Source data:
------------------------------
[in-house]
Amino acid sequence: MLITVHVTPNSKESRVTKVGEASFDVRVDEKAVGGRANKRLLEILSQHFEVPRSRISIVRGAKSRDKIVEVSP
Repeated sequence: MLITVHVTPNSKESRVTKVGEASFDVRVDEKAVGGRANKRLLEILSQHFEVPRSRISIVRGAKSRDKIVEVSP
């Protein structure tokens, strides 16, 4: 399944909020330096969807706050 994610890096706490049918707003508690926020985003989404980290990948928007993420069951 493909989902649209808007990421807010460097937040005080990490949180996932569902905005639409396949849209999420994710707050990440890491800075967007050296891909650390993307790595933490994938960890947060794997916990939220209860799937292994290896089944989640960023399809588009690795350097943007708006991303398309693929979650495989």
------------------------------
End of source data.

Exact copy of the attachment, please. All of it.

[in-house]
Amino acid sequence: MLITVHVTPNSKESRVTKVGEASFDVRVDEKAVGGRANKRLLEILSQHFEVPRSRISIVRGAKSRDKIVEVSP
Repeated sequence: MLITVHVTPNSKESRVTKVGEASFDVRVDEKAVGGRANKRLLEILSQHFEVPRSRISIVRGAKSRDKIVEVSP
């Protein structure tokens, strides 16, 4: 399944909020330096969807706050 994610890096706490049918707003508690926020985003989404980290990948928007993420069951 493909989902649209808007990421807010460097937040005080990490949180996932569902905005639409396949849209999420994710707050990440890491800075967007050296891909650390993307790595933490994938960890947060794997916990939220209860799937292994290896089944989640960023399809588009690795350097943007708006991303398309693929979650495989």